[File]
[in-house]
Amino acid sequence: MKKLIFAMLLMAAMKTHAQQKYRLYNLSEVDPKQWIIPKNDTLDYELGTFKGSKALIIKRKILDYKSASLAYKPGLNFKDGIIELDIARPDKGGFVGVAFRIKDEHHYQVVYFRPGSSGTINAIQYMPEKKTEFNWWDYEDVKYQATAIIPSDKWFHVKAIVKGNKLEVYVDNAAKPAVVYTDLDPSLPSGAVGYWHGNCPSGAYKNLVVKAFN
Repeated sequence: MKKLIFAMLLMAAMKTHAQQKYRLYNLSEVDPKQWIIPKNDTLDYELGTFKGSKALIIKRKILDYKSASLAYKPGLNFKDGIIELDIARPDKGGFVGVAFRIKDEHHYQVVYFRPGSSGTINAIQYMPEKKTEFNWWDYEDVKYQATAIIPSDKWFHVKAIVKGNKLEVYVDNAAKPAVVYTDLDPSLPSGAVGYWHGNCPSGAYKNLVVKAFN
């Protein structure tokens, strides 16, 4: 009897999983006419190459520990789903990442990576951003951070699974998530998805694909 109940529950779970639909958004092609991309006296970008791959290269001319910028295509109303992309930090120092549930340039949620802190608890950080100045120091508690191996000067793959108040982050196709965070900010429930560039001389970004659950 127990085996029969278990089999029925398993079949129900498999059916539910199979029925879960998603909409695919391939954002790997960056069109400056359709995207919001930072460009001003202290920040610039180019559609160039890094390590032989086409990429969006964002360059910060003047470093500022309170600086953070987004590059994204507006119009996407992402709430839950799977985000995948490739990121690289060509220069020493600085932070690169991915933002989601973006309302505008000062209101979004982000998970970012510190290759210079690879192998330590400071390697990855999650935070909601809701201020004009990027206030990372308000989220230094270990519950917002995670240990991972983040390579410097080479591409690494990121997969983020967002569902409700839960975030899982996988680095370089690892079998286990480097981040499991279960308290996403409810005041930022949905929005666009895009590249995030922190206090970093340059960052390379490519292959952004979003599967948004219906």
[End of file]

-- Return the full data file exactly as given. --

[in-house]
Amino acid sequence: MKKLIFAMLLMAAMKTHAQQKYRLYNLSEVDPKQWIIPKNDTLDYELGTFKGSKALIIKRKILDYKSASLAYKPGLNFKDGIIELDIARPDKGGFVGVAFRIKDEHHYQVVYFRPGSSGTINAIQYMPEKKTEFNWWDYEDVKYQATAIIPSDKWFHVKAIVKGNKLEVYVDNAAKPAVVYTDLDPSLPSGAVGYWHGNCPSGAYKNLVVKAFN
Repeated sequence: MKKLIFAMLLMAAMKTHAQQKYRLYNLSEVDPKQWIIPKNDTLDYELGTFKGSKALIIKRKILDYKSASLAYKPGLNFKDGIIELDIARPDKGGFVGVAFRIKDEHHYQVVYFRPGSSGTINAIQYMPEKKTEFNWWDYEDVKYQATAIIPSDKWFHVKAIVKGNKLEVYVDNAAKPAVVYTDLDPSLPSGAVGYWHGNCPSGAYKNLVVKAFN
């Protein structure tokens, strides 16, 4: 009897999983006419190459520990789903990442990576951003951070699974998530998805694909 109940529950779970639909958004092609991309006296970008791959290269001319910028295509109303992309930090120092549930340039949620802190608890950080100045120091508690191996000067793959108040982050196709965070900010429930560039001389970004659950 127990085996029969278990089999029925398993079949129900498999059916539910199979029925879960998603909409695919391939954002790997960056069109400056359709995207919001930072460009001003202290920040610039180019559609160039890094390590032989086409990429969006964002360059910060003047470093500022309170600086953070987004590059994204507006119009996407992402709430839950799977985000995948490739990121690289060509220069020493600085932070690169991915933002989601973006309302505008000062209101979004982000998970970012510190290759210079690879192998330590400071390697990855999650935070909601809701201020004009990027206030990372308000989220230094270990519950917002995670240990991972983040390579410097080479591409690494990121997969983020967002569902409700839960975030899982996988680095370089690892079998286990480097981040499991279960308290996403409810005041930022949905929005666009895009590249995030922190206090970093340059960052390379490519292959952004979003599967948004219906």